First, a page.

SCENARIO: Client has their eye on a piece of property they want to buy. They take out a line of credit against their house in order to purchase the property. Then the deal falls through. The LOC exists but the client hasn’t used it.
The client gets the idea that they should purchase stocks with it.
What are the tax implications?
First of all, let’s set aside the financial aspect of whether or not it’s good to borrow like this to purchase investments (a totally different topic worthy of its own blog post) and just focus on the tax consequences.
Line of credit debt is deductible as mortgage interest if the total amount borrowed on the LOC is less than $100,000. This is true regardless of what you do with the money. (One exception: if you purchase tax-exempt securities, no deduction is allowed.)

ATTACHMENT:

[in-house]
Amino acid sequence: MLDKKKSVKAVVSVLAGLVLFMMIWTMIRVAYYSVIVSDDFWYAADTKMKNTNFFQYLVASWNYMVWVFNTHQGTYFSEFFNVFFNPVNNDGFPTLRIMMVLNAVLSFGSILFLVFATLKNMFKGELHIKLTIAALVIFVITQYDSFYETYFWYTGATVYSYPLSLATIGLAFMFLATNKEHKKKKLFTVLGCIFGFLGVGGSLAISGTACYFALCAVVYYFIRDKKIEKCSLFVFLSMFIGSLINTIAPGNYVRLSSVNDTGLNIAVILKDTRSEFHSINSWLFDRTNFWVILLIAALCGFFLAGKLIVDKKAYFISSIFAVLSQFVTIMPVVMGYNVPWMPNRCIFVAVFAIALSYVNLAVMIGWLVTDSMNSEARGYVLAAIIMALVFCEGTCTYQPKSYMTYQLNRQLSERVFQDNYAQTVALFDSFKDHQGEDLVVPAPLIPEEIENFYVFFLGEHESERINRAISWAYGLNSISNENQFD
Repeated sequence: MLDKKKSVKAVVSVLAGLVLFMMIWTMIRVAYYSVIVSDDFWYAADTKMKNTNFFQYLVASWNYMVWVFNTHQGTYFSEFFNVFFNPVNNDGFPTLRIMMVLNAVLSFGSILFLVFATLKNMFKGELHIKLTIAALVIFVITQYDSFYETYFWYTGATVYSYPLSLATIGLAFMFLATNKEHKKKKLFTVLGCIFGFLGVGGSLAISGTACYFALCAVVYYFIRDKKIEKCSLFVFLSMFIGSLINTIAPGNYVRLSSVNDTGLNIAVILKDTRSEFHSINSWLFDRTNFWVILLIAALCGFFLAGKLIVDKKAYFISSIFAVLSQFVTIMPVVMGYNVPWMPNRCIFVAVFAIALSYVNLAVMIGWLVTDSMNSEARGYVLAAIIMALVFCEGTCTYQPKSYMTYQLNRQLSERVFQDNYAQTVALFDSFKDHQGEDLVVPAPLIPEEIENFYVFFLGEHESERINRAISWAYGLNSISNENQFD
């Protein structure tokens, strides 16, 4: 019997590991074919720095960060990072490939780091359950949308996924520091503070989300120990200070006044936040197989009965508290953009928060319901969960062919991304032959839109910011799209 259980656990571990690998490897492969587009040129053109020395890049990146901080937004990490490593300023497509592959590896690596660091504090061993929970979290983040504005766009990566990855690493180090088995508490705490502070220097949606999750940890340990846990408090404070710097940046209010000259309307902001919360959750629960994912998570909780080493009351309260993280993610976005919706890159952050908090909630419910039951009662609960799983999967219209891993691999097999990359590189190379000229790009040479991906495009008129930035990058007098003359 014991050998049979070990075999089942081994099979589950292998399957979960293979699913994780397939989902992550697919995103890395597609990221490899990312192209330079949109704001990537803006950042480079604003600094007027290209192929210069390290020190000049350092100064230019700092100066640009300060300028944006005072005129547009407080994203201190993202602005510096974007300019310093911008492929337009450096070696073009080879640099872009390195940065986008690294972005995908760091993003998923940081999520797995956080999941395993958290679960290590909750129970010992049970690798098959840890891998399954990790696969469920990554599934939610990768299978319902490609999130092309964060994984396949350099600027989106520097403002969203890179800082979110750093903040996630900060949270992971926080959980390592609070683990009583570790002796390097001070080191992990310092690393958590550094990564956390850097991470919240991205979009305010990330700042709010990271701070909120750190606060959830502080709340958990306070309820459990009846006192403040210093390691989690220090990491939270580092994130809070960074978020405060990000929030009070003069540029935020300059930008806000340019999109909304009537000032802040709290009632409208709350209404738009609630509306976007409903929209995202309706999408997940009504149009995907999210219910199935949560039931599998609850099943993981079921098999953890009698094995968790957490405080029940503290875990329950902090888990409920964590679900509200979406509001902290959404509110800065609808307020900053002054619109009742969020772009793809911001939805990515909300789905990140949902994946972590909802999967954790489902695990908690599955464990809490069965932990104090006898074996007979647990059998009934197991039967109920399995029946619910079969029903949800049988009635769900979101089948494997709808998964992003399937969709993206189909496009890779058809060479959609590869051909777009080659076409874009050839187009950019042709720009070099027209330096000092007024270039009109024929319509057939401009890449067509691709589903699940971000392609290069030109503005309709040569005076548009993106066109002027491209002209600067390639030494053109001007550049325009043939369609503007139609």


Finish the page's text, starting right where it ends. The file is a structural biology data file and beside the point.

If the LOC is more than $100,000, I would take the interest on the first $100,000 as mortgage interest, and any remaining interest as investment interest. Whether the remaining interest qualifies as investment interest would depend on what, exactly, you bought with the LOC.
One big catch to all this: you’d need to take Alternative Minimum Tax into consideration, because the interest likely wouldn’t be deductible for AMT purposes. If AMT applies, it may be advantageous to elect out of treating the LOC as mortgage interest and instead treat it all as investment interest.
As you can see, this is just just scratching the surface of something that seems like it should have a simple answer.
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